What is Plant-Forward + Why It’s The Next Best Thing. These days, words like vegetarian, vegan, plant-based, and plant-forward are thrown around pretty frequently—especially in the health and wellness world. My road to being plant-forward wasn’t a simple trip from A to B, so I want to share some things I wish I had known about the benefits of being plant-forward. You’ll also learn what being plant-forward really means and how it compares to other similar lifestyles.
Plus, since you all know I’m a foodie, I’ll be sharing some of my top plant-forward recipes from the past few years so that you can try the lifestyle out for yourself. For me, my journey toward being plant-forward didn’t really begin until after I had my son. Things like gluten and dairy just did not sit well with me anymore (thank you hormones!), so I slowly started cutting them out of my diet.
Eventually, changing my diet was one of the key things that brought me healing. I started seeing the way eating whole, unprocessed, plant-based meals affected my energy, my hair, and my overall health. Eating well became one of my wellness rituals, along with things like prayer, aromatherapy, and staying active helped. When used together, all of these things helped push my journey to healing even further.
While I’m mostly going to focus on the diet side of things today, I do want to mention that mental and physical well-being go hand in hand. Things like healing essential oils, getting exercise throughout the week, and managing stress and anxiety naturally all had a huge impact on my overall well-being. With that being said, let’s dive into the delicious plant-forward lifestyle.
Plant-forward is a diet that focuses on fruits and vegetables, legumes, whole grains, and nuts and seeds, but is not limited to those things. Being plant-forward also emphasizes whole foods and unprocessed goods. The wonderful thing about being plant-forward is that you get a lot of the benefits of other plant-filled diets. But, you don’t have to quit your favorite animal products cold turkey—no pun intended.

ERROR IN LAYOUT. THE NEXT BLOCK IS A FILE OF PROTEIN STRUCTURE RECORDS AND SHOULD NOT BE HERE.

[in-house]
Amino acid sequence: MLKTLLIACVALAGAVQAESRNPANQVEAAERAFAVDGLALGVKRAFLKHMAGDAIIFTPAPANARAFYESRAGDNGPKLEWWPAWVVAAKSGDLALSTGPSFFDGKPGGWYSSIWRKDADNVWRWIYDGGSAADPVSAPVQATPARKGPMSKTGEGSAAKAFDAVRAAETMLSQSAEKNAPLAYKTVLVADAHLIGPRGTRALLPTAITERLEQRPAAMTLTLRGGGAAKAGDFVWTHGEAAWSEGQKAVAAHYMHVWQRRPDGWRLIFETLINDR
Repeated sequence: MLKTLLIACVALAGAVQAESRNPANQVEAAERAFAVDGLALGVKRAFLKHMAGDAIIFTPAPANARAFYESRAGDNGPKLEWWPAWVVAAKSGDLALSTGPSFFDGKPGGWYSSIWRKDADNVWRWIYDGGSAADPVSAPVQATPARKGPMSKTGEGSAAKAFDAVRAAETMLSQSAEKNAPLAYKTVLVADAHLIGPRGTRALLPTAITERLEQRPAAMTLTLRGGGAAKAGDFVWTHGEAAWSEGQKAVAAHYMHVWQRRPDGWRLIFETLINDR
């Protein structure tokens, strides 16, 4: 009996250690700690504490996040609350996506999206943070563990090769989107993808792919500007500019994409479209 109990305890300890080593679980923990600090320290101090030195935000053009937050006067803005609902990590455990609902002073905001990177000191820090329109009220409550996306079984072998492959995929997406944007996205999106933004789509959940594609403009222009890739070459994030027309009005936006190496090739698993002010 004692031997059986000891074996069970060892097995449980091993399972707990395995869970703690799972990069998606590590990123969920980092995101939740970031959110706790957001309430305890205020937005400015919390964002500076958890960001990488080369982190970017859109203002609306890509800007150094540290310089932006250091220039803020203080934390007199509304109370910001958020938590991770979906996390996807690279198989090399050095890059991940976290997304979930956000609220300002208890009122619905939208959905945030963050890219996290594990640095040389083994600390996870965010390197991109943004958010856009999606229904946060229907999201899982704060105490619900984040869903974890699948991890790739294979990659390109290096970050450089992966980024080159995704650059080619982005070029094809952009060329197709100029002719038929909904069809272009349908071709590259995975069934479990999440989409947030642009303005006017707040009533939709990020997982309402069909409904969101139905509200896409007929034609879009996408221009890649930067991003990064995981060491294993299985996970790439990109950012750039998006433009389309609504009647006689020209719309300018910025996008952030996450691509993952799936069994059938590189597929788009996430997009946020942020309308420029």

In the last few years, nearly one in four Americans have cut back on their meat consumption. And you probably won’t be surprised to hear that 90% of the Americans who are cutting back on meat are doing it for health reasons. After health reasons, the second most important reason people are cutting back on how much meat they eat is the environment. Producing meat and dairy makes up for about 14.5% of all global greenhouse gas emissions. It might be hard to believe, but producing just one hamburger uses the same amount of water as the average person uses to shower over the course of two weeks.
This means that not only is being plant-forward great for your health, but it’s also a win for the environment.
If you’ve already decided to adopt a more plant-forward diet, you probably know why Americans are cutting back on their meat consumption. But, if you’re just starting to learn about being plant-forward you might be curious about what some of these health benefits are.
According to the American Heart Association, eating less meat has been shown to decrease your likelihood of developing things like heart disease, stroke, obesity, high blood pressure, high cholesterol, type 2 diabetes, and multiple types of cancer.
There is also evidence that eating fewer animal products can help you live longer. Over a decade ago, a researcher named Dan Buettner went out to find the areas around the world where people were living the longest. He ended up narrowing down 5 places around the world where people live the longest and he dubbed them Blue Zones. These places are Okinawa, Japan; Sardinia, Italy; Nicoya, Costa Rica; Ikaria, Greece, and Loma Linda, California.
All of the people in these zones eat meat and dairy products. But, in four out of the five zones meat is eaten sparingly and animal-based fats like butter are replaced with plant-based fats like olive oil. One study found that 30-year-old vegetarians from Loma Linda were likely to outlive their meat-eating counterparts by as many as eight years.
Buettner’s suggestion is to eat about 95% plant-based and 5% animal-based. He found that replacing meat consumption with food like beans, nuts, and tofu was really beneficial. Besides that, cutting down on processed sugar, increasing whole grains, and drinking water also helped the Blue Zone population stay healthier.
It’s easy to mix up plant-forward and plant-based diets since their names are so similar. In fact, some people consider plant-forward and plant-based diets to both be diets that include mostly food from plant sources. Most people, though, do differentiate between the two.
Whole food, plant-based diets contain absolutely no animal products and are free from processed foods. A plant-based diet is really similar to a vegan diet, but it places a greater emphasis on avoiding packaged and processed foods.